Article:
Why Do Cats Open Their Mouth When They Smell. Cats have many mysterious behaviors that are not always clear why they do them.
Many cat owners notice their pets sometimes leaving their mouths partially open after smelling something.
This can cause a lot of confusion in those who own cats, wondering if it could be because the cat is sick or struggling to breathe. These are possibilities, but it doesn’t help diminish the confusion in owners as to why this behavior occurs.
Why Do Cats Open Their Mouth When They Smell
The flehmen response, sometimes known as “stinky face,” is what it’s called. This is how a kitten named Tsavo exhibits his excitement about a novel scent with which he normally plays and chews, telling him that it is not hazardous and teaching him what he may expect to discover inside as well as in general.
Cats have the ability to smell better than any animal on earth.
That’s why a curious cat can find anything that catches her attention, whether that be something seemingly empty like a bowl or something having to do with some other scents as well such as prey hiding on the other side of the wall.
These initial stages will involve the distinctive lip curl while exposed teeth are expected during which one often sees what is known as a flehmen.
Using an open mouth to sniff another cat helps distinguish scents. This is because no two cats’ pheromones smell the same, therefore this response aids them in recognizing others based on smell.
A mother cat’s tongue can also be used to smell her kittens while they are still protected in their nest. She can keep track of all of them and make sure she knows where they are by smelling what they smell like.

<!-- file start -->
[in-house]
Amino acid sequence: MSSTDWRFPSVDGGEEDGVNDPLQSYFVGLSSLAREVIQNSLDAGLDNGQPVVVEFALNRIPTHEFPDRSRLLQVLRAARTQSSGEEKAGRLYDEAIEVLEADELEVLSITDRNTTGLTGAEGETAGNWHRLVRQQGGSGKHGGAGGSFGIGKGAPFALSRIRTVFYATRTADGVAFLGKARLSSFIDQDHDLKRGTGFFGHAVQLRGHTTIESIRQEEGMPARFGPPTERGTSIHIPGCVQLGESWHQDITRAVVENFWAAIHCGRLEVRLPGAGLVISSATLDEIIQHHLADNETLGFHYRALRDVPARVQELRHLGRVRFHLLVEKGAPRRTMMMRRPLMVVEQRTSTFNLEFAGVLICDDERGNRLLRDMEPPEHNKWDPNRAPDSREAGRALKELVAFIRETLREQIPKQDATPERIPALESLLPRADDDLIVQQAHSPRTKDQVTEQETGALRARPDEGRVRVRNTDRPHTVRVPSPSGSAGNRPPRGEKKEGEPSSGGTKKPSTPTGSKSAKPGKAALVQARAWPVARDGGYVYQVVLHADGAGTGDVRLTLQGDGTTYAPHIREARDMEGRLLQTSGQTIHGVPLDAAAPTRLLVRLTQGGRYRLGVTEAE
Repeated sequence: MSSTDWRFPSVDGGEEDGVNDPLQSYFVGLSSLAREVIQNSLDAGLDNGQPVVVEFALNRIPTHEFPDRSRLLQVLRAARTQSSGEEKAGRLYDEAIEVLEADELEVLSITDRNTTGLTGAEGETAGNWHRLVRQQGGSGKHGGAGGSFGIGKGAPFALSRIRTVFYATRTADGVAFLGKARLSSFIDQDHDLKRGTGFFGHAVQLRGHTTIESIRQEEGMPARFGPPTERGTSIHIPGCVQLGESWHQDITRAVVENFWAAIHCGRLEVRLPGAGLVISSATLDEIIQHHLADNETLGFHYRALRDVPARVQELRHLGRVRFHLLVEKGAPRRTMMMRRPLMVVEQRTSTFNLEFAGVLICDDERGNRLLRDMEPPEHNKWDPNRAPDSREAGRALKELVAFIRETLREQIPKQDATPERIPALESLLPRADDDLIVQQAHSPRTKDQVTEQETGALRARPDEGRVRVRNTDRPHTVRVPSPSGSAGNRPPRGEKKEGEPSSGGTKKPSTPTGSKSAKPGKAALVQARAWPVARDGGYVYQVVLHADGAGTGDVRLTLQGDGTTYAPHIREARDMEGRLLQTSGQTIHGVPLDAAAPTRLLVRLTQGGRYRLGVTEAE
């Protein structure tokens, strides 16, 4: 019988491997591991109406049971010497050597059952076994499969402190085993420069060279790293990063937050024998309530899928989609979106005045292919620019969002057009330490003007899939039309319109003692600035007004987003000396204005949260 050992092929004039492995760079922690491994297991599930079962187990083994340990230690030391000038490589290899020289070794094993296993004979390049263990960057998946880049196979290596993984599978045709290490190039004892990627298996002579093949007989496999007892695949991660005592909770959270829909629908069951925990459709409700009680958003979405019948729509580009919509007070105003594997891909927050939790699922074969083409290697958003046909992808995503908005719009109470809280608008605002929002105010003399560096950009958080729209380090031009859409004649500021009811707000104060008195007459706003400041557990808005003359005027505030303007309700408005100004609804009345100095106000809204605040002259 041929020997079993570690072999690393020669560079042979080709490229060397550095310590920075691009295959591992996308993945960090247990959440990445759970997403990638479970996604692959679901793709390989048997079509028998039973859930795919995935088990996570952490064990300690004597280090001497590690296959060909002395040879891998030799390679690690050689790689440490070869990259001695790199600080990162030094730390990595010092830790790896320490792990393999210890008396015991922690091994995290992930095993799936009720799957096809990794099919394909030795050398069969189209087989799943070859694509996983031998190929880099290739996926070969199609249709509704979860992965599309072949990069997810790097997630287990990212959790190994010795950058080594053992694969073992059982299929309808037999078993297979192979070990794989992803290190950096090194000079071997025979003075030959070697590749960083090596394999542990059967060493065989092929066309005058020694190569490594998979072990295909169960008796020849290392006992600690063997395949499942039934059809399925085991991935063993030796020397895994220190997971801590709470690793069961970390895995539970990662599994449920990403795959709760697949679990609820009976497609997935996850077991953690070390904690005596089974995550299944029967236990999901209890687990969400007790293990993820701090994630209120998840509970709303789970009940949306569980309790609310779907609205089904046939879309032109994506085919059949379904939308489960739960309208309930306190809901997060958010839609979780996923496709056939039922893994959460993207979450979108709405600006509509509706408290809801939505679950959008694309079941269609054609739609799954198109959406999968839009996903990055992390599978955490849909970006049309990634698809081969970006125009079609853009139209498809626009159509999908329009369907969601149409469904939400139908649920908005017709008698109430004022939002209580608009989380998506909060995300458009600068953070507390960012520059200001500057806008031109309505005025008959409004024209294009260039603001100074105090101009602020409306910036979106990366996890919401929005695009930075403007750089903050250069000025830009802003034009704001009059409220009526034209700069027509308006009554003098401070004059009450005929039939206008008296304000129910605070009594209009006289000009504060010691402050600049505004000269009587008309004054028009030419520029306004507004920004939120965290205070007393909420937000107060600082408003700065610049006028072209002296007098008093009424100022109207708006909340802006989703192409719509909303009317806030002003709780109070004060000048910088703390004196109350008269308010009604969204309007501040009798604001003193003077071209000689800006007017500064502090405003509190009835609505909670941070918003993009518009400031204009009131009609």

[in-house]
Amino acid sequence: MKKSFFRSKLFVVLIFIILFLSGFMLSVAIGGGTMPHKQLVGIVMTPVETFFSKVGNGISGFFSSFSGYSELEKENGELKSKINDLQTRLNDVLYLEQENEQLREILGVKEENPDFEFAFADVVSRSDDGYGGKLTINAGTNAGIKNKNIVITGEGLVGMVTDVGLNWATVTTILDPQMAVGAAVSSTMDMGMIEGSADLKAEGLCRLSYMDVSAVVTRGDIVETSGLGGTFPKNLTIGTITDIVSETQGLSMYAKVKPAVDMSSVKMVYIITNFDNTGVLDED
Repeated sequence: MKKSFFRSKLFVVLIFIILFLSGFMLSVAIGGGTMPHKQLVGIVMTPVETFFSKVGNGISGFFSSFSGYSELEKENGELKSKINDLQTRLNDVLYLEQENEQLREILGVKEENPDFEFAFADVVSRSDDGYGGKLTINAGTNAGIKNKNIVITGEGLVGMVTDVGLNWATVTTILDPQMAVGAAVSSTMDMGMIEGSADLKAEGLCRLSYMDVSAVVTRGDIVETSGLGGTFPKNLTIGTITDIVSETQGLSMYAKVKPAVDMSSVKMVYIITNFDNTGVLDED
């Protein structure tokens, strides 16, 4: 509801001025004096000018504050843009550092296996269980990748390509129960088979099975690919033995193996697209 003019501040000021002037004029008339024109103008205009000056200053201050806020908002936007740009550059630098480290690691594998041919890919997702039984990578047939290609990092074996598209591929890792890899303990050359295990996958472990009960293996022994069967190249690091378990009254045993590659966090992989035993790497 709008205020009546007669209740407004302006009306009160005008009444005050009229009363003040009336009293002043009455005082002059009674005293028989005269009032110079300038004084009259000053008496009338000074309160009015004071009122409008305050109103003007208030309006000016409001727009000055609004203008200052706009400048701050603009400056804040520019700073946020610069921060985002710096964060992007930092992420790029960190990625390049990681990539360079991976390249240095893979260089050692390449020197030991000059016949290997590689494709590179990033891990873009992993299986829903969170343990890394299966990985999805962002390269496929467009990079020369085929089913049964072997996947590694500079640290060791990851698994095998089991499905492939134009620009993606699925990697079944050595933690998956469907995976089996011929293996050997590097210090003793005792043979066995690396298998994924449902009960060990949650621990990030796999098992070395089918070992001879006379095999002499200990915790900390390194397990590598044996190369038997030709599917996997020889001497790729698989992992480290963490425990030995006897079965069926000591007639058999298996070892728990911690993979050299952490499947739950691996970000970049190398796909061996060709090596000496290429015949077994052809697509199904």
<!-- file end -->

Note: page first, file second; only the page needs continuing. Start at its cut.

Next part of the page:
The breath of a cat is also known as buccal ventilation and it refers to the variation in the amount of air that cats take into their lungs.
For example, when cats are just taking a normal breath, they tend to breathe through their nose and don’t use their mouth at all.
The other type of breathing they do is called nasal escape where they move both the soft palate and the tongue to push air out of the nose. Lastly, there is the “open-mouth” breath which we mentioned above.
Cats are taking a lot in as they stare at something who-knows-what. They flicker their tongue right and left running it up and down to feel out the surroundings, getting a better grasp of what they’re seeing.
Their little pink fleshy organ dangles backward just above their teeth, that’s where they gather all their sense of smell. This information leads them to decipher the strange thing in front of them.
Now that you learn why your cat opens its mouth while sniffing out its environment, it’s time to address some of the possible reasons behind your cat’s behavior. If we consider panting from the heat or making a funny twisted face while smelling as normal, we can start off with a more positive perception. We also now have something else in common with our four-legged furry friends when it comes to their perception of smell which is quite an interesting factor to discover.